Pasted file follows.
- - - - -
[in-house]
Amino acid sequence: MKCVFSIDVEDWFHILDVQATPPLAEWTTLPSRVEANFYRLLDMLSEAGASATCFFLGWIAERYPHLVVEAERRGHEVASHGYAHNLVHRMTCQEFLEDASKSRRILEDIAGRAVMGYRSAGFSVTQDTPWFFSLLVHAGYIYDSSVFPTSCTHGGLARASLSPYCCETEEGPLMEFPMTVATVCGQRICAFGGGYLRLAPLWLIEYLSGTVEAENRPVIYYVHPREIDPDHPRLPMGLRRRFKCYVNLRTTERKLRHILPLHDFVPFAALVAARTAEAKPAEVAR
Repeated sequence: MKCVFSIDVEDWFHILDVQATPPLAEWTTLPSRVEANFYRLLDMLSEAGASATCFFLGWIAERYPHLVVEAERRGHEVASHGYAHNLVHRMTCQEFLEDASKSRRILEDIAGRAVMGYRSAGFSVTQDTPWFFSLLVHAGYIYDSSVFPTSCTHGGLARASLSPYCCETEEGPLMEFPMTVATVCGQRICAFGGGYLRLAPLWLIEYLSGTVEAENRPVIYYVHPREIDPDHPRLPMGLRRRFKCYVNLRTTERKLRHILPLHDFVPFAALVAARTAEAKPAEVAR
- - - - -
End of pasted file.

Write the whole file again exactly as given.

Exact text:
[in-house]
Amino acid sequence: MKCVFSIDVEDWFHILDVQATPPLAEWTTLPSRVEANFYRLLDMLSEAGASATCFFLGWIAERYPHLVVEAERRGHEVASHGYAHNLVHRMTCQEFLEDASKSRRILEDIAGRAVMGYRSAGFSVTQDTPWFFSLLVHAGYIYDSSVFPTSCTHGGLARASLSPYCCETEEGPLMEFPMTVATVCGQRICAFGGGYLRLAPLWLIEYLSGTVEAENRPVIYYVHPREIDPDHPRLPMGLRRRFKCYVNLRTTERKLRHILPLHDFVPFAALVAARTAEAKPAEVAR
Repeated sequence: MKCVFSIDVEDWFHILDVQATPPLAEWTTLPSRVEANFYRLLDMLSEAGASATCFFLGWIAERYPHLVVEAERRGHEVASHGYAHNLVHRMTCQEFLEDASKSRRILEDIAGRAVMGYRSAGFSVTQDTPWFFSLLVHAGYIYDSSVFPTSCTHGGLARASLSPYCCETEEGPLMEFPMTVATVCGQRICAFGGGYLRLAPLWLIEYLSGTVEAENRPVIYYVHPREIDPDHPRLPMGLRRRFKCYVNLRTTERKLRHILPLHDFVPFAALVAARTAEAKPAEVAR